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If your business is embroiled in a dispute, then tough decisions will need to be made. Taking a claim to court, or defending a claim brought against you, can be very costly and can quickly eat into your cash flow.

‘There are many times when a business will have what they believe to be a very good claim against another business, or they have a great defence to a claim brought against them, but the costs of engaging in litigation are seen as prohibitively high and can prevent a strong case from reaching court,’ says Simon Bean, commercial dispute resolution lawyer here at Wollens.

There are now various options available, even including obtaining crowd funding, but a more established option is to have your case funded by a third party. This will help to free up your cash flow and allow you to progress a claim with a strong chance of good financial recovery, or alternatively may allow you to fully defend a claim that you know you can win but could not otherwise afford to fight.

Simon looks at what this means in practice.

What is third party litigation funding?

Third party litigation funding is where a third party organisation, usually a company which specialises in such funding, agrees to pay some or all of your legal costs of court proceedings, on the basis that they will receive a specific share of the proceeds of any financial award if you are successful.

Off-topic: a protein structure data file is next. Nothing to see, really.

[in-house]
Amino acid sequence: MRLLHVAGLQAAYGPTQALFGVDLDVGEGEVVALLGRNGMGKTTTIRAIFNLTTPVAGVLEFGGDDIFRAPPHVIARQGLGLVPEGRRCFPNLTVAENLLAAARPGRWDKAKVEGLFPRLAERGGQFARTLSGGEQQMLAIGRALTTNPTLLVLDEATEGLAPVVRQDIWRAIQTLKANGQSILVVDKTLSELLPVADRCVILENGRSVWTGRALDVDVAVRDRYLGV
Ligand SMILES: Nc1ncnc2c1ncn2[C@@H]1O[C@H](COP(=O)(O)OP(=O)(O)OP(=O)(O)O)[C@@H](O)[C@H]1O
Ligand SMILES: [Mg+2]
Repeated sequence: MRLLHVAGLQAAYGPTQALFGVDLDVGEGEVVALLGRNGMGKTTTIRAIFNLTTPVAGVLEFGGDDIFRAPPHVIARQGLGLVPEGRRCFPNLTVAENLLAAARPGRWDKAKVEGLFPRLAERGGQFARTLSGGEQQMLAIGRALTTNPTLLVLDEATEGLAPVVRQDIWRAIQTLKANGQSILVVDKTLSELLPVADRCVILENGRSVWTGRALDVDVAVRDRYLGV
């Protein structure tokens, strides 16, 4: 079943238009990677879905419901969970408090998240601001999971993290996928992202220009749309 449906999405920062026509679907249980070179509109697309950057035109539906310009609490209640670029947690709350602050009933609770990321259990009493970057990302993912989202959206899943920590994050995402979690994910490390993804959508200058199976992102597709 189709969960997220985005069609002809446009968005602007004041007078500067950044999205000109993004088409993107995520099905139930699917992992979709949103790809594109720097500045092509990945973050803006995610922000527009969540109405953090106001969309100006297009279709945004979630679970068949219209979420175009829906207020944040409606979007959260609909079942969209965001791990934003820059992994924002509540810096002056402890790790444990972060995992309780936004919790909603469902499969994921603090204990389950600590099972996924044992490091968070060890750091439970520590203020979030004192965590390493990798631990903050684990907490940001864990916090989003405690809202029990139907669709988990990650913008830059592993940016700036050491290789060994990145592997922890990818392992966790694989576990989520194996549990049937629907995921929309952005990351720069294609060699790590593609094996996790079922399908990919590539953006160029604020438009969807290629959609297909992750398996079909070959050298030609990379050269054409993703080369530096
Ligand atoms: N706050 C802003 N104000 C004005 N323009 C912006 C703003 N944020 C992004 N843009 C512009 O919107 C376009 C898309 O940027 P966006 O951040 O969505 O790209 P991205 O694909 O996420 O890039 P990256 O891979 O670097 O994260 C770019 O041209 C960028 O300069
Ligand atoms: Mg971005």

In return for funding your claim or defence to a claim, you will agree to return the money paid out by the funder in costs, together with a success fee to cover the risk to the funder of the proceedings failing. The success fee is a percentage of the amount of money recovered from a settlement or judgment if your claim is successful.

This type of funding is sometimes used alongside a conditional fee agreement provided by your lawyer, more commonly referred to as a ‘no win no fee’ agreement, which will also include a percentage uplift for your lawyer by way of a success fee if you win.

If your claim is unsuccessful, the funder loses the money they have paid in legal costs, and they are not entitled to their success fee.  You will not need to pay anything if unsuccessful; this is all met by the funder, including costs for the other side that you may be ordered to pay.

Who is it provided by?

There are a number of litigation funding companies to choose from in the market, and this market has grown substantially in the past 10-15 years. You can find a vast range through a simple internet search, although a referral is usually preferable. These funders are not regulated by the Financial Conduct Authority (FCA) as a rule, although some are authorised by the FCA in relation to some of their other more general activities.

Your lawyer will often recommend someone they have worked alongside before, which may provide some comfort as they will know how they work, what they expect and what you can expect from them. However, there is nothing to prevent you from doing some research of your own to find a suitable provider.

When is third party litigation funding appropriate?